Here, we make the case that newsrooms themselves can avail of measures of diffusion to gain insights on how they are reaching their audience, in how they are performing against competitors, and to test how successful different strategies are in enlarging their audience reach, through an increase of peer-to-peer diffusion (the resharing of content among network-connected individuals). In the section below, we present the technicalities of diffusion modeling, and provide a walk-through tutorial on how to perform diffusion modeling using one’s own company data, but also inferring about a competitors’ performance in content spread.
A Practical Guide
Generally, to measure how something diffuses means to obtain quantitative measures that capture the way the object in question spreads. There are generally two ways things spread in society: exogenously and endogenously.
Exogenous diffusion describes a diffusion process where an external source (e.g. a media organization) imposes a centralized source of influence on the individuals to adopt an innovation. Within this process of external influence, each individual is equally likely to adopt the innovation. Endogenous diffusion is based on internal processes within the social system, among the individuals, that include social interaction e.g. passing of information about an article or publication.
Most often, in the world news spread as a result of both exogenous and endogenous processes. A publication or even an event in itself is first instilled in the digital landscape by a media organization, exposing some “early adopters” to the story. Some of these early adopters might thereafter choose to share the news through their digital social networks, taking a role in the diffusion process of the story. Essentially, to be assessing how news diffuses means to capture the extent to which a news has diffused exogenously and endogenously. This is done through what we have already referred to as diffusion modelling.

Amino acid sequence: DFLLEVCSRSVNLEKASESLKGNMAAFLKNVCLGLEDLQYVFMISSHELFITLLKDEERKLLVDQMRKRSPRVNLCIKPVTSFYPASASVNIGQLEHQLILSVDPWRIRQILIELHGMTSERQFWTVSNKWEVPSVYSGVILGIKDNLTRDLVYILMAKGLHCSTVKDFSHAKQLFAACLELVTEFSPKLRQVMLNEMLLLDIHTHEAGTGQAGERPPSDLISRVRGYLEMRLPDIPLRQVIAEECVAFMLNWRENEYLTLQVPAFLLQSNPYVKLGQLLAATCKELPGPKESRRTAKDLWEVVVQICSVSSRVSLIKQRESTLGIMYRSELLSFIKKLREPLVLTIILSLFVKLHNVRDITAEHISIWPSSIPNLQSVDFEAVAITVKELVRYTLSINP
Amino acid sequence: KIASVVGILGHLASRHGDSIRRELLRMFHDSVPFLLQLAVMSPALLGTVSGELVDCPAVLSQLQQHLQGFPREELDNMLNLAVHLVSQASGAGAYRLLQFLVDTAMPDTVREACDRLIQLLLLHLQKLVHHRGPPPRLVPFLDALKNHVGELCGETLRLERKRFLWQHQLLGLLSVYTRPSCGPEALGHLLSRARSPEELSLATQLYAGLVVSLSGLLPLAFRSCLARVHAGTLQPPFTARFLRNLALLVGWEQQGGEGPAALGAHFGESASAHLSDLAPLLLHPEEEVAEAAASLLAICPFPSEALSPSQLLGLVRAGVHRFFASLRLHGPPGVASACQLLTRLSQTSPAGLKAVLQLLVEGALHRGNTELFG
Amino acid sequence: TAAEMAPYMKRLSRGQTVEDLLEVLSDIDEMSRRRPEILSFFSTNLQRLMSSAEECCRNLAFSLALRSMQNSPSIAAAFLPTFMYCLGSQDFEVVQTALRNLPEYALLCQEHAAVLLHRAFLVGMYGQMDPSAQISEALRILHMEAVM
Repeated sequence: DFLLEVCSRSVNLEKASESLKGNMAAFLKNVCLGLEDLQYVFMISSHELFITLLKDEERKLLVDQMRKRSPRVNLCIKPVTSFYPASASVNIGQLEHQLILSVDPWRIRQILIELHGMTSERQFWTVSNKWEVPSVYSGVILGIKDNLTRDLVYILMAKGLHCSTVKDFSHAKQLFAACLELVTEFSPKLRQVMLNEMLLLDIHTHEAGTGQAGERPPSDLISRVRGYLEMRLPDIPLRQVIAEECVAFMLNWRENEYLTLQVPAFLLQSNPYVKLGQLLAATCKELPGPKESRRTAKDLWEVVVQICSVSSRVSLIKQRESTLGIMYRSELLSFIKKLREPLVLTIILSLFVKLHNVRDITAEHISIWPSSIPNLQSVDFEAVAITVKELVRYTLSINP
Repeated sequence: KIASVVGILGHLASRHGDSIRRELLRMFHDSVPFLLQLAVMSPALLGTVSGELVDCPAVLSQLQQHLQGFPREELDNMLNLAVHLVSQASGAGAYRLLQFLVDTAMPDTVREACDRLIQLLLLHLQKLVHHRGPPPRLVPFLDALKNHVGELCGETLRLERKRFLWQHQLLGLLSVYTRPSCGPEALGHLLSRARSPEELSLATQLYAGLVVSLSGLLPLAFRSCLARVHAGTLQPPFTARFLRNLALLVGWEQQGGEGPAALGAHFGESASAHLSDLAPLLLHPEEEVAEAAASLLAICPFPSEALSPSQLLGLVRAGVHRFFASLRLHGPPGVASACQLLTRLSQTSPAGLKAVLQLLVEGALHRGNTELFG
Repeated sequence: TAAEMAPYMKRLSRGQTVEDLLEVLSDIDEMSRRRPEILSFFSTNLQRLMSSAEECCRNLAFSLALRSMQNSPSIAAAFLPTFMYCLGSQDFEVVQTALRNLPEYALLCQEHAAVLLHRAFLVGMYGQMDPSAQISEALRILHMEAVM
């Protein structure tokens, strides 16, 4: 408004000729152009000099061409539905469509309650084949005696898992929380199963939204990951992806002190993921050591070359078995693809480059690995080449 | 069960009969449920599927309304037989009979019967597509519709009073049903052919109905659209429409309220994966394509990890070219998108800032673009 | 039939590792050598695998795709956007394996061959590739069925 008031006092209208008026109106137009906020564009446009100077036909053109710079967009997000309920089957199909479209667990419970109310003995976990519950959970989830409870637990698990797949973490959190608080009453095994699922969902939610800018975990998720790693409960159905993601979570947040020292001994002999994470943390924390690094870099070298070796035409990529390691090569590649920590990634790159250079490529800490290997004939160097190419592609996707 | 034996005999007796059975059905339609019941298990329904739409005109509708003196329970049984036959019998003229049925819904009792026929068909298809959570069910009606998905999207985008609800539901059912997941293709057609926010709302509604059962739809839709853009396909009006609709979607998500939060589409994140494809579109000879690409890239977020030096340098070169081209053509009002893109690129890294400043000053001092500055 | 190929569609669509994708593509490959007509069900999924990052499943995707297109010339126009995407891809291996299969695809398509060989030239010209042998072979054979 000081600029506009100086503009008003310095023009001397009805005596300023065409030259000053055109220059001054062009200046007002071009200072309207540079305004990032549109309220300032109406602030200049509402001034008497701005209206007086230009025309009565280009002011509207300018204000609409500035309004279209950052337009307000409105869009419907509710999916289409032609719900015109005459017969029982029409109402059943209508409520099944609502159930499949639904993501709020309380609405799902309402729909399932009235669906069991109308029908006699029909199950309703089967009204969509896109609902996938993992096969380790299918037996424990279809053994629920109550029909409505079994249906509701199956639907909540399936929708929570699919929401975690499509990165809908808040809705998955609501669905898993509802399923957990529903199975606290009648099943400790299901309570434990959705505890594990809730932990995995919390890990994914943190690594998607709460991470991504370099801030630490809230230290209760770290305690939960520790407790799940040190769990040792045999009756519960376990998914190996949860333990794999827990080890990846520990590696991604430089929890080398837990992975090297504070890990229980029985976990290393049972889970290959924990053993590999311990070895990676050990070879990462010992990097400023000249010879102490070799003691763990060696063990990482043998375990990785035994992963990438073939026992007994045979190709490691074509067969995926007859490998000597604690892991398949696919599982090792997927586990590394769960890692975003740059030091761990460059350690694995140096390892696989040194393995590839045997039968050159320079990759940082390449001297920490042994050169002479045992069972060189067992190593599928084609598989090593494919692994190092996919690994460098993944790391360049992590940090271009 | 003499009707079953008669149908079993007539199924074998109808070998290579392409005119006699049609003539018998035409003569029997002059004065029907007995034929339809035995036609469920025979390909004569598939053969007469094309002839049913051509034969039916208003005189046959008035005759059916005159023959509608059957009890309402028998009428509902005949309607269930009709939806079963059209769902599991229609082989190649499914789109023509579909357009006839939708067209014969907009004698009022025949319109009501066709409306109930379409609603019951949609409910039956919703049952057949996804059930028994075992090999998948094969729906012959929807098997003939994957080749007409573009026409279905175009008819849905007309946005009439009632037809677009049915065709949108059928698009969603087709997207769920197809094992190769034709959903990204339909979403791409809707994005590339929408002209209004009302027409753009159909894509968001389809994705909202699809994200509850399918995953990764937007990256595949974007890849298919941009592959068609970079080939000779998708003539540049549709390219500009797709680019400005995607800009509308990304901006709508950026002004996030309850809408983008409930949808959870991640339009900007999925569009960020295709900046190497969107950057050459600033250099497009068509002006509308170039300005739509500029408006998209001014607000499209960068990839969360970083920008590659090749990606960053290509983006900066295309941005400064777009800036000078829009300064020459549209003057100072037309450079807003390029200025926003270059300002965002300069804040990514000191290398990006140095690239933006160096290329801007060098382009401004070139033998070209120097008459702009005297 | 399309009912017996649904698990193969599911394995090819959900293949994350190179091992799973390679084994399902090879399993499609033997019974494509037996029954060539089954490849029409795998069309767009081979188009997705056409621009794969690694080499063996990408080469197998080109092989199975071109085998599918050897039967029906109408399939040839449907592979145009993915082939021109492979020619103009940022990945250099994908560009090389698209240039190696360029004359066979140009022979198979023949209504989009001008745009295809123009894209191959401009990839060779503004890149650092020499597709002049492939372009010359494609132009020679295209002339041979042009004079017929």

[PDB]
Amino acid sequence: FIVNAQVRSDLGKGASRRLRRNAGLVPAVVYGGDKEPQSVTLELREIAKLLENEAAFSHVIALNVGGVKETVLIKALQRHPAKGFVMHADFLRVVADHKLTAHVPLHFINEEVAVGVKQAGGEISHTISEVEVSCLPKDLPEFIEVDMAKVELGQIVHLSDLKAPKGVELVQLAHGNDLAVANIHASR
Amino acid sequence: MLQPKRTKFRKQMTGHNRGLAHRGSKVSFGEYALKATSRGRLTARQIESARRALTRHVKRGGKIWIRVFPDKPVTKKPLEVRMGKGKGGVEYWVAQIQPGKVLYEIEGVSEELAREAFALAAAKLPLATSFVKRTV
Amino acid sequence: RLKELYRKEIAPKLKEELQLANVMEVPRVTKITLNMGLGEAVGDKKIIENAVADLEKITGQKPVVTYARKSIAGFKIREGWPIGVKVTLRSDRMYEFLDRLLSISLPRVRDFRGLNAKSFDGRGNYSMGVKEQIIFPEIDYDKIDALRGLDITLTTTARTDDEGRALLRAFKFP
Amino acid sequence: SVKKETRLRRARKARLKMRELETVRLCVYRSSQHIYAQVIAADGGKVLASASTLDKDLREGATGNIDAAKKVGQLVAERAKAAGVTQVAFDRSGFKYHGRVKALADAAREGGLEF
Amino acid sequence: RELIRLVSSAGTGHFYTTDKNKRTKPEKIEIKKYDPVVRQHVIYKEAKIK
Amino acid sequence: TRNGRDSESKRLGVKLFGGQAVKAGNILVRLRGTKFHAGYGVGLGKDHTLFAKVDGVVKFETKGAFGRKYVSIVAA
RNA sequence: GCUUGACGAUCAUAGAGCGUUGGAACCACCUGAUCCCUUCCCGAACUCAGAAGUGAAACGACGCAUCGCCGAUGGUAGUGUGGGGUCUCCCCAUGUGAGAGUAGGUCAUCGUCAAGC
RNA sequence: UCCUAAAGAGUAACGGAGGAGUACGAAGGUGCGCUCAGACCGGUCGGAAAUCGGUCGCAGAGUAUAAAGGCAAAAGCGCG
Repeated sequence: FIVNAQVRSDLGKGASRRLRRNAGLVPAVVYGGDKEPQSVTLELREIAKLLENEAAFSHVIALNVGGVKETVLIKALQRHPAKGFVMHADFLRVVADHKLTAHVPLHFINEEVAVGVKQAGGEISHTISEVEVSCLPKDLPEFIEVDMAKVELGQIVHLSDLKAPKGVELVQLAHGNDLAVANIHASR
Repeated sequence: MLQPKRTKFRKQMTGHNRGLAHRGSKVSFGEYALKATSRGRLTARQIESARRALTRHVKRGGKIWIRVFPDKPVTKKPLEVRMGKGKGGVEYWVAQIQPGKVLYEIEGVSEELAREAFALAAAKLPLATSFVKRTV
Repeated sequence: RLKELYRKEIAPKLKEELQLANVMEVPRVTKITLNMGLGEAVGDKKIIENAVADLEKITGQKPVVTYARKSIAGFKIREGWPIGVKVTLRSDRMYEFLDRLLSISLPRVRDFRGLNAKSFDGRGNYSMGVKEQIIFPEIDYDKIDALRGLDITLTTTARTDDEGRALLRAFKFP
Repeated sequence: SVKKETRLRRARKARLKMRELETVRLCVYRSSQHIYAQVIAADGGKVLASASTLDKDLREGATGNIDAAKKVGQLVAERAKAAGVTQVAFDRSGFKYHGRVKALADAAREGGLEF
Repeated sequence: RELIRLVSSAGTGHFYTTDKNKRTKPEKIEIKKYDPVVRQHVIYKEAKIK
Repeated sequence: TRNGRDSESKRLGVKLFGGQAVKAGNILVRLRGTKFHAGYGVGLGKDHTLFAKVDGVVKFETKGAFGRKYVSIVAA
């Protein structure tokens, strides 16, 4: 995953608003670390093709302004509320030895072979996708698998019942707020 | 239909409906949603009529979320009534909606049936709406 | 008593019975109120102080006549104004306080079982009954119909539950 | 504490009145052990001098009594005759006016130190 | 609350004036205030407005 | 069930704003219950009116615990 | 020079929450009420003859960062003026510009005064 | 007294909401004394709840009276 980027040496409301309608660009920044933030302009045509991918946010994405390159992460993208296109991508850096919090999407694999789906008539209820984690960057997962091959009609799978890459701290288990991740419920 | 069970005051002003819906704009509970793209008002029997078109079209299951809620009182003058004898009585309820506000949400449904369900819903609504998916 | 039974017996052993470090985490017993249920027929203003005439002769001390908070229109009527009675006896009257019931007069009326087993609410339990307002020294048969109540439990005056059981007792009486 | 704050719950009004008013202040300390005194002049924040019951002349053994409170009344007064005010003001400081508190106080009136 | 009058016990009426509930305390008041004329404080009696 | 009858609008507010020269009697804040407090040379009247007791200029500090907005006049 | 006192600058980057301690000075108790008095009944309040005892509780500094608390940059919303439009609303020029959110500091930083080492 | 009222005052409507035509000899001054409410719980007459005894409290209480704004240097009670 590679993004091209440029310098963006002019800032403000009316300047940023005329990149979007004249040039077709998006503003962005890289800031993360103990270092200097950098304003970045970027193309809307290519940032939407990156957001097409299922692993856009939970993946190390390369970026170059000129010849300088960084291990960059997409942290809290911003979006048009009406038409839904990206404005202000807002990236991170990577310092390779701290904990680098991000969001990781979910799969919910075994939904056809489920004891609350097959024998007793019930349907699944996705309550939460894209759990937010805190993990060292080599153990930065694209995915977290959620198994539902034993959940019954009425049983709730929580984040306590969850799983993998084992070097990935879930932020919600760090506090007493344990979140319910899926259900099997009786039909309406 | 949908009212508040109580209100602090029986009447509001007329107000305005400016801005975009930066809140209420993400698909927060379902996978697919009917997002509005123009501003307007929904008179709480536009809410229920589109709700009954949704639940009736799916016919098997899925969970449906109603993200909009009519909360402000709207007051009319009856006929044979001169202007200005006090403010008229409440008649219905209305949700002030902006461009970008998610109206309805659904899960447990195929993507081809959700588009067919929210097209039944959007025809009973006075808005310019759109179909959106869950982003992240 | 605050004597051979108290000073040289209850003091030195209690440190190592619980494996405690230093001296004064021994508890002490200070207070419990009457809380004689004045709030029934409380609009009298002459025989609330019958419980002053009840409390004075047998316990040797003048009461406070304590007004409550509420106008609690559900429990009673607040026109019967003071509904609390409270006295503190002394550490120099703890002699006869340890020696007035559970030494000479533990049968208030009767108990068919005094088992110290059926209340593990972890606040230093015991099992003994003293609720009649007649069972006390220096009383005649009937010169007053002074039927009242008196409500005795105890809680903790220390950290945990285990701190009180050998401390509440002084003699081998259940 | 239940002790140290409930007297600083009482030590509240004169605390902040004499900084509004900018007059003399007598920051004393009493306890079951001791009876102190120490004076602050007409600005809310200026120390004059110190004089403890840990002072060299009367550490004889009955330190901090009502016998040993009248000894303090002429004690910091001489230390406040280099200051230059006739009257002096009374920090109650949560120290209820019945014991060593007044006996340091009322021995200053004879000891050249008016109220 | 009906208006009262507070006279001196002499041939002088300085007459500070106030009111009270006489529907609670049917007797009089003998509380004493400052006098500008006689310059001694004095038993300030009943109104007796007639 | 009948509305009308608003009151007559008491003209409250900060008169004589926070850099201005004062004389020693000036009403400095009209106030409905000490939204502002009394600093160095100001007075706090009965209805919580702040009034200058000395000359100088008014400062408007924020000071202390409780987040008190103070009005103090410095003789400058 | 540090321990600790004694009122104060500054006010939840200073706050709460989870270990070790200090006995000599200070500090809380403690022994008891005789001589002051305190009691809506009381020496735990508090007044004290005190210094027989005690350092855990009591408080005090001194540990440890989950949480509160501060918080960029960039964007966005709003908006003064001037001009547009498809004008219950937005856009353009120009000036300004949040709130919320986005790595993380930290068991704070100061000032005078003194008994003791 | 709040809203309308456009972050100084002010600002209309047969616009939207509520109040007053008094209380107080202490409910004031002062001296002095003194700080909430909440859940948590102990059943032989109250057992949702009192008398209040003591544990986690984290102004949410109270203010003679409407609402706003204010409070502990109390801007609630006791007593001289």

sidenote: not all events follow this exogenous first, then endogenous trend. For instance, citizen journalism and generally, social media embedded viral content might otherwise be endogenous at first.
To model diffusion means essentially to represent the news reach process as a function that maps time to the number of individuals who have been exposed to the news (in technical terms, who have “adopted the innovation”). For each time point we have an indication of how many people have reached the news.
To capture both the level of exogenous and endogenous diffusion of a publication, a model known as the Bass Mixed Influence Model can be used. Bass's model is based on the assumption that two forces influence an individual to be exposed to a publication: one’s peers and the mainstream media.
The image here below shows the plotted lifespans of a sample of 31 Buzzfeed articles. For each article, we scraped information about the number of comments, and used that as a proxy for views. We then cumulatively plotted the number of comments overtime. After that, we have retrieved the endogenous and exogenous coefficients for each article using the diffusion package in R. The higher the strength of one coefficient, the more predominant is that diffusion mode for that particular publication.
We have compiled here below a series of core readings on diffusion theory, and some examples of diffusion theory applied to journalism:
- Bass, F. M. (1969). A new product growth for model consumer durables. Management science, 15(5), 215-227.
- Mahajan, V. and Peterson. R. (1985). Models for Innovation Diffusion. Beverly Hills: Sage.
- Rogers, E. M. (1962). Diffusion of innovations. Glencoe. Free Press.(1976)," New Product Adoption and Diffusion," Journal of Consumer Research, 2, 290-304.
- Rossman, G. (2014). The Diffusion of the Legitimate and the Diffusion of Legitimacy. Sociological Science, 1, 49.